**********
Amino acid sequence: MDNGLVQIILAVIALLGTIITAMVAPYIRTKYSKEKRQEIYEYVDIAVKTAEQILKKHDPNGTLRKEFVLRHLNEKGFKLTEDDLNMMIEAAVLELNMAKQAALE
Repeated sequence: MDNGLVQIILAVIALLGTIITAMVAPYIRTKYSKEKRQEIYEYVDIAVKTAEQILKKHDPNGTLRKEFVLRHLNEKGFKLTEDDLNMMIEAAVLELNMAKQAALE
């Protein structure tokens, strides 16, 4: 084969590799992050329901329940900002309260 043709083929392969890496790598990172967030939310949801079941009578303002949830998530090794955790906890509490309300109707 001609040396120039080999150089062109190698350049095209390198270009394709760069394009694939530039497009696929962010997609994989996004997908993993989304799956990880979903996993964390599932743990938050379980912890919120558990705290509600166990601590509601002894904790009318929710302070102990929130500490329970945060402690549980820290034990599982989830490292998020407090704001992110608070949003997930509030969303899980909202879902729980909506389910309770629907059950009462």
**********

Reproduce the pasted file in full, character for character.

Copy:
Amino acid sequence: MDNGLVQIILAVIALLGTIITAMVAPYIRTKYSKEKRQEIYEYVDIAVKTAEQILKKHDPNGTLRKEFVLRHLNEKGFKLTEDDLNMMIEAAVLELNMAKQAALE
Repeated sequence: MDNGLVQIILAVIALLGTIITAMVAPYIRTKYSKEKRQEIYEYVDIAVKTAEQILKKHDPNGTLRKEFVLRHLNEKGFKLTEDDLNMMIEAAVLELNMAKQAALE
């Protein structure tokens, strides 16, 4: 084969590799992050329901329940900002309260 043709083929392969890496790598990172967030939310949801079941009578303002949830998530090794955790906890509490309300109707 001609040396120039080999150089062109190698350049095209390198270009394709760069394009694939530039497009696929962010997609994989996004997908993993989304799956990880979903996993964390599932743990938050379980912890919120558990705290509600166990601590509601002894904790009318929710302070102990929130500490329970945060402690549980820290034990599982989830490292998020407090704001992110608070949003997930509030969303899980909202879902729980909506389910309770629907059950009462």